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Hey:

I have an integral of the form:

[tex]

\int^{\infty}_{-\infty}\frac{x(\omega)}{\sigma^{2} + \omega^{2}}d\omega

[/tex]

I'm wondering if this integral is a candidate for asymptotic analysis. My rationale is that as omega increases to either positive infinity or negative infinity, the function being integrated will go to zero. The problem is that every integral I've seen put into an Asymptotic form has had a decaying exponential (which I guess is a much quicker convergence to zero than 1/w^2).

Also - I can guarantee that any f(w) considered is square integrable, and sigma is real

I realise that I can probably just evaluate the integral using contour methods if I have a specific f(w), but I am trying to derive the most general result I can.

I guesss my question is:

1. Is this a candidate for asymptotic analysis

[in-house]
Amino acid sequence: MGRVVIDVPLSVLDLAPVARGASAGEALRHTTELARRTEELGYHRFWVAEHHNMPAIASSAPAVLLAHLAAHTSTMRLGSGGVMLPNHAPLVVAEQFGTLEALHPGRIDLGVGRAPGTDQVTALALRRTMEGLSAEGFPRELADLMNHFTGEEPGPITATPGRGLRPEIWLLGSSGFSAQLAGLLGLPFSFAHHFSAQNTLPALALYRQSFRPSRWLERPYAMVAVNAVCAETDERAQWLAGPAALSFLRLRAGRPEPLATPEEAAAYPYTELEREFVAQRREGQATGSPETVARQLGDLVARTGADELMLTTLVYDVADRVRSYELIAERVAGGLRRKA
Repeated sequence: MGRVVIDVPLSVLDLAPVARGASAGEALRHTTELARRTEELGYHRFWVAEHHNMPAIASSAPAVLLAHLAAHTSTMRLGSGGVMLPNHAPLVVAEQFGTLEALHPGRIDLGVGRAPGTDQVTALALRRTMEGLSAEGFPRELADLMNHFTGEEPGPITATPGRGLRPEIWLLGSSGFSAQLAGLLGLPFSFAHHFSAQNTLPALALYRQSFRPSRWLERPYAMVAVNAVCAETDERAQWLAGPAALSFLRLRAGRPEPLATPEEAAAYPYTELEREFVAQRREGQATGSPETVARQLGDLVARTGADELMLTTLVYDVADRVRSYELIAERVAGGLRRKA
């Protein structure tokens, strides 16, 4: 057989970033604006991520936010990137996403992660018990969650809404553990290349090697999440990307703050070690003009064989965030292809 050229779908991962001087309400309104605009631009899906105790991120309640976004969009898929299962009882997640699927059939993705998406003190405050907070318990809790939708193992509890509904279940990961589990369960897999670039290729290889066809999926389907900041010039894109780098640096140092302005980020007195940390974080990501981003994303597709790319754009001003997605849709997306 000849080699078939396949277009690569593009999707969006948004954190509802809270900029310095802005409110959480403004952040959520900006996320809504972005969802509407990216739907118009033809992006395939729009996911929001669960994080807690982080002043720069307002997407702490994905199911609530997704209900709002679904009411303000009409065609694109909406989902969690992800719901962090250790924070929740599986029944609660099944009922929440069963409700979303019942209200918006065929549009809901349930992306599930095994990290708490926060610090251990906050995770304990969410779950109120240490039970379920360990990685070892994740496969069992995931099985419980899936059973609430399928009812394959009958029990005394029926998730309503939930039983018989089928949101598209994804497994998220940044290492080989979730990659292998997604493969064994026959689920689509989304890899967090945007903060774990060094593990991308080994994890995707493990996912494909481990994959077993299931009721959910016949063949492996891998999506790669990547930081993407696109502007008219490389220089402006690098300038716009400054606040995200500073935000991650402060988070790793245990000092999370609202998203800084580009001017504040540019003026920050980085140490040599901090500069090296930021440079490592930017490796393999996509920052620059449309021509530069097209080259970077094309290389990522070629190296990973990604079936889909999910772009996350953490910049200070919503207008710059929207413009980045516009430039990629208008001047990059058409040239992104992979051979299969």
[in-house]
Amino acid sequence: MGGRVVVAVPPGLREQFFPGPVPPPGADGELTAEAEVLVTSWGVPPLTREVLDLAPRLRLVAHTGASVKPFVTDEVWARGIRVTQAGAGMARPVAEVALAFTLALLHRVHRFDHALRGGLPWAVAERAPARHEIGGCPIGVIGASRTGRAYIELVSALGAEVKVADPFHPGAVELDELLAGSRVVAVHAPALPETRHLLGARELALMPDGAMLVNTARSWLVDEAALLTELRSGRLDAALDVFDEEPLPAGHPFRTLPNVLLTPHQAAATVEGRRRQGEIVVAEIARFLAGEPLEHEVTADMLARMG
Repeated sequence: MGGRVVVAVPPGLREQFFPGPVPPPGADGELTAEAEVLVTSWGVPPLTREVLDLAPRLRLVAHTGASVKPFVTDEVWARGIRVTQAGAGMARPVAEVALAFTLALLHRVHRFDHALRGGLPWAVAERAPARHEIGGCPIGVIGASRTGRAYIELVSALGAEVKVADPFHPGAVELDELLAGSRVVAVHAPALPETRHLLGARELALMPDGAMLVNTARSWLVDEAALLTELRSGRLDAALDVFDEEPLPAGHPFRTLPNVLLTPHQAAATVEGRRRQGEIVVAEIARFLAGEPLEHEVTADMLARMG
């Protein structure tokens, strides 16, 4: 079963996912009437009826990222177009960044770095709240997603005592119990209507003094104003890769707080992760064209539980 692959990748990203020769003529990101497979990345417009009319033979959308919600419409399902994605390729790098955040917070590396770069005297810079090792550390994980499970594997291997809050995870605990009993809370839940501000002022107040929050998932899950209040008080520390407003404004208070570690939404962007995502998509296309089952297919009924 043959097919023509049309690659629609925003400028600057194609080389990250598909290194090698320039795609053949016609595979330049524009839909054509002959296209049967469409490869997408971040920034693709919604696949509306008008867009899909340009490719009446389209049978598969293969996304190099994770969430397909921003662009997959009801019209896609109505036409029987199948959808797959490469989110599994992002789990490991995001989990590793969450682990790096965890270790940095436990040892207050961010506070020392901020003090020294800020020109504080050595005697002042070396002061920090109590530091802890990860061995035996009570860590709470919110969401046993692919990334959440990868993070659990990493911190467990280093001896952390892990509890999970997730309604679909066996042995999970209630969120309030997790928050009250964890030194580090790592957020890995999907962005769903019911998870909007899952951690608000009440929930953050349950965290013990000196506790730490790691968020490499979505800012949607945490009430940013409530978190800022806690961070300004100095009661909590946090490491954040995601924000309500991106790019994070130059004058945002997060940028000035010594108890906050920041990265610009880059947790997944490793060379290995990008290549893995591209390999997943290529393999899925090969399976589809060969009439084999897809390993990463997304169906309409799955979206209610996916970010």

2. If so can someone point me in the direction of obtaining the asymptotic form ?

Thanks

I have an integral of the form:

[tex]

\int^{\infty}_{-\infty}\frac{x(\omega)}{\sigma^{2} + \omega^{2}}d\omega

[/tex]

I'm wondering if this integral is a candidate for asymptotic analysis. My rationale is that as omega increases to either positive infinity or negative infinity, the function being integrated will go to zero. The problem is that every integral I've seen put into an Asymptotic form has had a decaying exponential (which I guess is a much quicker convergence to zero than 1/w^2).

Also - I can guarantee that any f(w) considered is square integrable, and sigma is real

I realise that I can probably just evaluate the integral using contour methods if I have a specific f(w), but I am trying to derive the most general result I can.

I guesss my question is:

1. Is this a candidate for asymptotic analysis

2. If so can someone point me in the direction of obtaining the asymptotic form ?

Thanks

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